Here’s what you should know:
- Product-Led Growth (PLG) is a go-to-market strategy where the product itself drives customer acquisition, conversion, and retention.
- Key benefits of PLG include faster customer acquisition, higher conversion rates, lower customer churn, and increased customer lifetime value.
- Assessing the success of PLG requires different metrics than traditional sales and marketing. Instead of focusing on leads and conversions, companies should measure user engagement, customer satisfaction, viral coefficient, and customer lifetime value.
- Implementing a PLG approach necessitates a significant cultural shift within a company, requiring increased collaboration across all teams.
One of the most important decisions you’ll make in the early days of your startup is your go-to-market strategy (GTM). Like most founders, you are likely to make a number of mistakes while spending a large amount of time and cash figuring out how to get your product to market. For more on GTM in general, here’s a great piece from Hubspot. Hubspot is an apropos example here because the company changed its GTM from Sales-led to Product-led with stunning results. Read more about the company’s transition here.
Product-led Growth (or PLG) is a go-to-market strategy that leverages the product itself as the primary driver of customer acquisition, conversion, and retention. While you can find ample information about PLG for free on the web, I recently read, and recommend, Wes Bush’s Product-Led Growth: How to Build a Product That Sells Itself. Bush offers a step by step process for determining if PLG is right for your product and then, assuming it is, he offers the reader a number of useful product ideas designed to exponentially increase revenue over time.
I am not going to directly list those steps or features out here, as that would be robbing from Mr. Bush. Full disclosure: I don’t know Wes Bush and am under no influence to hawk his text. He actually gives just about all of it, if not all of it, away for free on his website here. If you find anything below useful, head over to the website and sign up for the email list, and you’ll be an expert in no time.
To begin with, successful PLG companies are worth a lot. Like…a lot a lot. Recognizing that market caps fluctuate for a variety of reasons, I’ve highlighted a few of them below to offer some sense into why companies such as Hubspot, market cap of $19B, would be willing to take the risk of switching from a traditional sales approach to pursue a product-led growth model. What’s the difference between the two?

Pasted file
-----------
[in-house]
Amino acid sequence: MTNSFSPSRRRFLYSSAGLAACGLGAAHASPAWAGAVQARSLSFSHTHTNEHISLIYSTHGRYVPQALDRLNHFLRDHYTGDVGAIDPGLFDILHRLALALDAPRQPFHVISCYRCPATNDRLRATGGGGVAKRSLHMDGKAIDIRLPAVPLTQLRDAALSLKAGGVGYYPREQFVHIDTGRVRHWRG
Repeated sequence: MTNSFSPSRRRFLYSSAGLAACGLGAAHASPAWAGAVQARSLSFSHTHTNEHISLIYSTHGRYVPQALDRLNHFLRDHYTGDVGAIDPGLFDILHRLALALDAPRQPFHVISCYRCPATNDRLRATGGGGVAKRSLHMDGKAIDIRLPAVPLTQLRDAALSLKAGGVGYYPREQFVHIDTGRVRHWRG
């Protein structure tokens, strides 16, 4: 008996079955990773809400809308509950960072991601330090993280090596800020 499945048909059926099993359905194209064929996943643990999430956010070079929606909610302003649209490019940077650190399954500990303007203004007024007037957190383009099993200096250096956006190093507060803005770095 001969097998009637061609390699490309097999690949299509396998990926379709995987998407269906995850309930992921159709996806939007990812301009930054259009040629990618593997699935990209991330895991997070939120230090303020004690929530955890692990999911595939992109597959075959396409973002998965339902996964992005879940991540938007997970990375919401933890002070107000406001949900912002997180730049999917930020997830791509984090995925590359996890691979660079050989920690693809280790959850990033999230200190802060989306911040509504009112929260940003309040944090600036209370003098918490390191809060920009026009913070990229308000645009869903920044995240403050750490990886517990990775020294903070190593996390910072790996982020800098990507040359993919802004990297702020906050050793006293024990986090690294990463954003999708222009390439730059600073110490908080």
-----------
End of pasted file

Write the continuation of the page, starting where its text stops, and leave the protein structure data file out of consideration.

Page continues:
Traditional sales and marketing tactics rely on outbound outreach, advertising, and other forms of push/pull marketing, while PLG focuses on building a product that naturally attracts and retains customers through great user experience, product-generated user engagement, positive word-of-mouth, and virality. Slack, which has a market cap of $26.5B, is another excellent example of the PLG model. Originally designed for internal use at a single company, Slack grew to over a million daily users without a massive sales force. Its intuitiveness and effectiveness made it a no brainer in 2015 and the same remains true today.
Proponents of PLG list a number of benefits above and beyond lower sales and marketing costs. These include faster customer acquisition, higher conversion rates, lower customer churn, and increased customer lifetime value. If you are asking yourself “shouldn’t all software do this?” you are not alone…and the answer is yes. There’s no reason you can’t include elements of PLG with traditional sales.
One of the key components of PLG is the freemium model, which offers a free version of the product with limited features, and/or a paid version with additional functionality. This approach allows customers to try the product before they buy, and often leads to higher conversion rates and lower customer churn. Zoom, market cap around $19B, is a great example here, as Zoom offers a free version with limited functionality. Users who go on to upgrade to the paid version are less likely to churn because of how much value they add through their purchase.
It’s important to note that measuring PLG success requires a different approach than traditional sales and marketing. Metrics like user engagement, customer satisfaction, viral coefficient, and customer lifetime value are more important than metrics such as leads, activity, and conversions.
Until recently I had failed to appreciate how much of a cultural change PLG requires. Above and beyond changing what CEOs measure in relation to growth, PLG forces collaboration across all teams. In the early days of a startup, when a company could be the size of 2-10, such collaboration is easy, as most folks are still wearing multiple hats and involved in any new challenge or opportunity that may arise. In larger organizations, deep collaboration becomes increasingly difficult, traditionally anyway. One of the largest software companies trying to make collaboration easier is Atlassian, who has a market cap of $41B. Atlassian has a strong PLG strategy, with free trials and self-service onboarding that allows users to start using their products quickly and easily.
While the more I learn, the more I love PLG, one area that I need to understand better is the alleged cost savings of the PLG model. While reducing the sales and marketing staff and spend is understandable, I’m curious as to how much that is offset by a larger dev team. Of course, if actions and emails can be automated, the number of humans needed to perform a task decreases dramatically, a truth that continues to ring clearer in the age of generative AI. And with SaaS companies across the globe slashing what they spend on sales, I suspect we see exponentially more PLG startups over the next few years.